Public Health Relevance

Obesity and its metabolic consequences continue to be among the most important biomedical challenges in the USA today. Because brown fat dissipates energy to produce heat as a defense against cold and obesity, understanding the molecular control of brown fat development and function will provide new and promising therapeutic strategies for human obesity. Hence, the proposed research is closely aligned with the part of NIH's mission.

Agency
National Institute of Health (NIH)
Institute
National Institute of Diabetes and Digestive and Kidney Diseases (NIDDK)
Type
Research Project (R01)
Project #
5R01DK097441-03
Application #
8690055
Study Section
Cellular Aspects of Diabetes and Obesity Study Section (CADO)
Program Officer
Haft, Carol R
Project Start
2012-09-10
Project End
2018-06-30
Budget Start
2014-07-01
Budget End
2015-06-30
Support Year
3
Fiscal Year
2014
Total Cost
$343,650
Indirect Cost
$126,150
Name
University of California San Francisco
Department
Internal Medicine/Medicine
Type
Schools of Medicine
DUNS #
094878337
City
San Francisco
State
CA
Country
United States
Zip Code
94143
Altshuler-Keylin, Svetlana; Shinoda, Kosaku; Hasegawa, Yutaka et al. (2016) Beige Adipocyte Maintenance Is Regulated by Autophagy-Induced Mitochondrial Clearance. Cell Metab 24:402-19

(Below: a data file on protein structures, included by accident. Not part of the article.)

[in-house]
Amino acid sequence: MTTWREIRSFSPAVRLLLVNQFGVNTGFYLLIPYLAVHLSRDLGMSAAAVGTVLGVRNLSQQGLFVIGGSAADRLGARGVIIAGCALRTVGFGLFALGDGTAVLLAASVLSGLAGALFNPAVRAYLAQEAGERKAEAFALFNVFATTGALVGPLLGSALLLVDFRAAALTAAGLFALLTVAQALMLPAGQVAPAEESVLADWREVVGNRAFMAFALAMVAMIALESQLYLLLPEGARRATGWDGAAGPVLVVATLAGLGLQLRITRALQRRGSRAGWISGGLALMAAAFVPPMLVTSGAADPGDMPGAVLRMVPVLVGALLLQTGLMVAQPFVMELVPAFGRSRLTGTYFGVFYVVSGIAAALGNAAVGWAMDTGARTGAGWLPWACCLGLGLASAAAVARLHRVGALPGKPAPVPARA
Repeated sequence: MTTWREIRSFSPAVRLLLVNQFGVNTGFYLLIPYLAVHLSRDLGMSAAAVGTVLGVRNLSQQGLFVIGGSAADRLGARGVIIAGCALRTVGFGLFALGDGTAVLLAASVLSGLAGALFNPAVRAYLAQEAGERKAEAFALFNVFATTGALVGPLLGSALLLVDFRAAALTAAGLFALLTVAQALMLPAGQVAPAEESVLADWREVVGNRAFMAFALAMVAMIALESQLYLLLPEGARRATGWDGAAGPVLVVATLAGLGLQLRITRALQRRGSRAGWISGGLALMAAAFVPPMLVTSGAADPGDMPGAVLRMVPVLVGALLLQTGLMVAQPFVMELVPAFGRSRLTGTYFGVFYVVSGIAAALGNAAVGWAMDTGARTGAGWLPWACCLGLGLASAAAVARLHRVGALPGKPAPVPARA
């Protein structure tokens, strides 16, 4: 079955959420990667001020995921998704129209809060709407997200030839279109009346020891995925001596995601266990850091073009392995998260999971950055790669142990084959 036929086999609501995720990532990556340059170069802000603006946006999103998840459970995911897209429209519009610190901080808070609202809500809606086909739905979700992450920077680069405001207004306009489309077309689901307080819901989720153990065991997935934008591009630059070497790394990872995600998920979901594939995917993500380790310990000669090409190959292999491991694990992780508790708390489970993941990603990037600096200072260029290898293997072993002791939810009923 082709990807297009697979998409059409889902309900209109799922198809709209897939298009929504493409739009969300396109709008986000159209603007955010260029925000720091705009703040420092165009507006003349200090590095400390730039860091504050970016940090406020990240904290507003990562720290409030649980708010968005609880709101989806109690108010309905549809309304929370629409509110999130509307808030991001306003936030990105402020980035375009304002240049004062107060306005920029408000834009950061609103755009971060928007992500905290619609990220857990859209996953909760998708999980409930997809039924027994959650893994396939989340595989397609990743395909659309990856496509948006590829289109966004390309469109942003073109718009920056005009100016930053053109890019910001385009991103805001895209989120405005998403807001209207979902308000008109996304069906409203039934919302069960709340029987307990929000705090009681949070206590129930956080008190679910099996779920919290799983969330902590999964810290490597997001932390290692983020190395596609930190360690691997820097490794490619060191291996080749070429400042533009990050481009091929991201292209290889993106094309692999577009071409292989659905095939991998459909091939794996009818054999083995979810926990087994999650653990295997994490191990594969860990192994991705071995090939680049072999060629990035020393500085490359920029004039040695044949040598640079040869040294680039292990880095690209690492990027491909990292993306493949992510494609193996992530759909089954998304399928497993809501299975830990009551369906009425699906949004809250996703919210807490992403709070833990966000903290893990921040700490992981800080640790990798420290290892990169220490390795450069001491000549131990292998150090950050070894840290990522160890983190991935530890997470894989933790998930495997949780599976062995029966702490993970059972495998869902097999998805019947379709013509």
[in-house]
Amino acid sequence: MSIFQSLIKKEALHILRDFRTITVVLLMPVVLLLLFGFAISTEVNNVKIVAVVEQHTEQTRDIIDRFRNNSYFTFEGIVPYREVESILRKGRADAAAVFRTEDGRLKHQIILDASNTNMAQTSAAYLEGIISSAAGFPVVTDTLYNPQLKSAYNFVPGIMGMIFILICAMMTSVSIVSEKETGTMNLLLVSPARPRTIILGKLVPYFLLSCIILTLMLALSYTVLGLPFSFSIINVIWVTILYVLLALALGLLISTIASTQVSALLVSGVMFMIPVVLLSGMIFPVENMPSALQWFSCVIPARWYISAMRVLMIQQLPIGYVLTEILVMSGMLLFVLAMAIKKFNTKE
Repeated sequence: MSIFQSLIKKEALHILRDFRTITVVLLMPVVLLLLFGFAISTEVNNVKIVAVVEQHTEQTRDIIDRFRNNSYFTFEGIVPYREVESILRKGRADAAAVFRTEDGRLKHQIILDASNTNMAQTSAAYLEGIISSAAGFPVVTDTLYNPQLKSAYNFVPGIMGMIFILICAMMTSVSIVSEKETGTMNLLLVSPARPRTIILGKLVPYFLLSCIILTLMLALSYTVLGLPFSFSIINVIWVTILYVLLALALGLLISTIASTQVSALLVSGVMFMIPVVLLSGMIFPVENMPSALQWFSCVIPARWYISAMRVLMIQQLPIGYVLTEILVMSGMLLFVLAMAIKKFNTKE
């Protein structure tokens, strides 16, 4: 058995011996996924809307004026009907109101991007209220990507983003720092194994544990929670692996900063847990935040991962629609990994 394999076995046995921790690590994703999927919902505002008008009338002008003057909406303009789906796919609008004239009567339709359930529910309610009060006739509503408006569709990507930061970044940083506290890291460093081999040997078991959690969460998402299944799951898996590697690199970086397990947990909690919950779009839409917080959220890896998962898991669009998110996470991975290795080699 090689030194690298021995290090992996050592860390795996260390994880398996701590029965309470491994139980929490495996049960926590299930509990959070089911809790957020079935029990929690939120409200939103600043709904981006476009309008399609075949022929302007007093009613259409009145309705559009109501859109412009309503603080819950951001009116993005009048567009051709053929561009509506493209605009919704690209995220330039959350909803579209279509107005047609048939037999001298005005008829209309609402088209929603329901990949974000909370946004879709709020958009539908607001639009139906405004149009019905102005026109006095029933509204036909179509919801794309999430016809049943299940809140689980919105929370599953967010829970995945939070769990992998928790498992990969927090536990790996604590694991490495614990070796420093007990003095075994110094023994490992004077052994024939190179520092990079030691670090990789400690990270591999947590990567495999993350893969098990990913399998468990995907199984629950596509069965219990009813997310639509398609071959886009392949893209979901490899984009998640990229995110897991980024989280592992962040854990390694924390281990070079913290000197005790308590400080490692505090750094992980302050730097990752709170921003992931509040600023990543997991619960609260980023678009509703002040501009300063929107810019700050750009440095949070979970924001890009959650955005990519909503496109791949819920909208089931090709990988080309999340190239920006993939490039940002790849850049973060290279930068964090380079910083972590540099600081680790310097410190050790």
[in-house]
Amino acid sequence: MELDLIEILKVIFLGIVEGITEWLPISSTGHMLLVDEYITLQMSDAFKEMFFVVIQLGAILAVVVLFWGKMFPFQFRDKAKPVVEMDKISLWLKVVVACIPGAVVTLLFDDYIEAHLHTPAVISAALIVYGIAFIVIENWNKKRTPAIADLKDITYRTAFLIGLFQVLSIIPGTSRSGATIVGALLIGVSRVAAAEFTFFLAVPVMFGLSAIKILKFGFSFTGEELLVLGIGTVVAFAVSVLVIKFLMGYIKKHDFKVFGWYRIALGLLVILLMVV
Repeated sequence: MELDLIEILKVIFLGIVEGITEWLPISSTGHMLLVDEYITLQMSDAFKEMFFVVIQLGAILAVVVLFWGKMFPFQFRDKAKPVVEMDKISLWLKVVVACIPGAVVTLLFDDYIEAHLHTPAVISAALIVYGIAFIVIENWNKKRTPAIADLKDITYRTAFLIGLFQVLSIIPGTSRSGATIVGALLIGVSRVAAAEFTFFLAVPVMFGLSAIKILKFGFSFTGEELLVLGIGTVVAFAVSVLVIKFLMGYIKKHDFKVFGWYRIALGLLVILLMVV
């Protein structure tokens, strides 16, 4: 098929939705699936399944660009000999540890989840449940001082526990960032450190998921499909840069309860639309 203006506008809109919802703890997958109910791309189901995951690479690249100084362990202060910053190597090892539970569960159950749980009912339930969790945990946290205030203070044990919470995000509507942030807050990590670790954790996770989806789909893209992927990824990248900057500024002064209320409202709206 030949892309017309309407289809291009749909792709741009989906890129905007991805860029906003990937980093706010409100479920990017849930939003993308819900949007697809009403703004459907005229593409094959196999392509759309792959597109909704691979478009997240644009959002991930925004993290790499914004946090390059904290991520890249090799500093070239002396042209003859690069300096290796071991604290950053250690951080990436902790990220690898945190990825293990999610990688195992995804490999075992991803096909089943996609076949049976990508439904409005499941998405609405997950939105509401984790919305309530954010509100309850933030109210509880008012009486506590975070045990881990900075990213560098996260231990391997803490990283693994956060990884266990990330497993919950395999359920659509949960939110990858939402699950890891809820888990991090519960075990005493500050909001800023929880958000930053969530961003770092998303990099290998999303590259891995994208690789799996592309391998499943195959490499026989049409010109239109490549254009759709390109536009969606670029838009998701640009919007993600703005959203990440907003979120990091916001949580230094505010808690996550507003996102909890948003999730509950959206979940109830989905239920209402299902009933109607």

Ohyama, Kana; Nogusa, Yoshihito; Shinoda, Kosaku et al. (2016) A Synergistic Antiobesity Effect by a Combination of Capsinoids and Cold Temperature Through Promoting Beige Adipocyte Biogenesis. Diabetes 65:1410-23
Inagaki, Takeshi; Sakai, Juro; Kajimura, Shingo (2016) Transcriptional and epigenetic control of brown and beige adipose cell fate and function. Nat Rev Mol Cell Biol 17:480-95
Koh, Eun Hee; Chen, Yong; Bader, David A et al. (2016) Mitochondrial Activity in Human White Adipocytes Is Regulated by the Ubiquitin Carrier Protein 9/microRNA-30a Axis. J Biol Chem 291:24747-24755
(2016) Guidelines for the use and interpretation of assays for monitoring autophagy (3rd edition). Autophagy 12:1-222
Chondronikola, Maria; Volpi, Elena; Børsheim, Elisabet et al. (2016) Brown Adipose Tissue Activation Is Linked to Distinct Systemic Effects on Lipid Metabolism in Humans. Cell Metab 23:1200-6
Sidossis, Labros; Kajimura, Shingo (2015) Brown and beige fat in humans: thermogenic adipocytes that control energy and glucose homeostasis. J Clin Invest 125:478-86
Shinoda, Kosaku; Ohyama, Kana; Hasegawa, Yutaka et al. (2015) Phosphoproteomics Identifies CK2 as a Negative Regulator of Beige Adipocyte Thermogenesis and Energy Expenditure. Cell Metab 22:997-1008
Kazak, Lawrence; Chouchani, Edward T; Jedrychowski, Mark P et al. (2015) A creatine-driven substrate cycle enhances energy expenditure and thermogenesis in beige fat. Cell 163:643-55
Kajimura, Shingo; Spiegelman, Bruce M; Seale, Patrick (2015) Brown and Beige Fat: Physiological Roles beyond Heat Generation. Cell Metab 22:546-59

Showing the most recent 10 out of 22 publications